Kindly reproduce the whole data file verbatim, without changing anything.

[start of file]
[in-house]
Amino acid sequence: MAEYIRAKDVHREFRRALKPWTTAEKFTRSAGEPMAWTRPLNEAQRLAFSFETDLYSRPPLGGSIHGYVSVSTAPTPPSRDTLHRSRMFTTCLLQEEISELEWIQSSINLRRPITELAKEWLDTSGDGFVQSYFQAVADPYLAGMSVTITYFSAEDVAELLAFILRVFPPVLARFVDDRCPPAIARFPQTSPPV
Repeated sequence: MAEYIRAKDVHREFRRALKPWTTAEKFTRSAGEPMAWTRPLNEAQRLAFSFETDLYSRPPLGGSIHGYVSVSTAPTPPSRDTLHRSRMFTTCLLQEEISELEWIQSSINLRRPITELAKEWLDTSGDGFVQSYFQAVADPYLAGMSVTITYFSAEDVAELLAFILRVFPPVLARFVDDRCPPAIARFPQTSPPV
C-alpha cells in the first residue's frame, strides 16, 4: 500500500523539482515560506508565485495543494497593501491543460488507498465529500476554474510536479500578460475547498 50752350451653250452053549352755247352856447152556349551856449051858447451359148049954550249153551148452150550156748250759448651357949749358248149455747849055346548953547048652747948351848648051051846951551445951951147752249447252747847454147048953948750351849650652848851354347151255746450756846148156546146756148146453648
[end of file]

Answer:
[in-house]
Amino acid sequence: MAEYIRAKDVHREFRRALKPWTTAEKFTRSAGEPMAWTRPLNEAQRLAFSFETDLYSRPPLGGSIHGYVSVSTAPTPPSRDTLHRSRMFTTCLLQEEISELEWIQSSINLRRPITELAKEWLDTSGDGFVQSYFQAVADPYLAGMSVTITYFSAEDVAELLAFILRVFPPVLARFVDDRCPPAIARFPQTSPPV
Repeated sequence: MAEYIRAKDVHREFRRALKPWTTAEKFTRSAGEPMAWTRPLNEAQRLAFSFETDLYSRPPLGGSIHGYVSVSTAPTPPSRDTLHRSRMFTTCLLQEEISELEWIQSSINLRRPITELAKEWLDTSGDGFVQSYFQAVADPYLAGMSVTITYFSAEDVAELLAFILRVFPPVLARFVDDRCPPAIARFPQTSPPV
C-alpha cells in the first residue's frame, strides 16, 4: 500500500523539482515560506508565485495543494497593501491543460488507498465529500476554474510536479500578460475547498 50752350451653250452053549352755247352856447152556349551856449051858447451359148049954550249153551148452150550156748250759448651357949749358248149455747849055346548953547048652747948351848648051051846951551445951951147752249447252747847454147048953948750351849650652848851354347151255746450756846148156546146756148146453648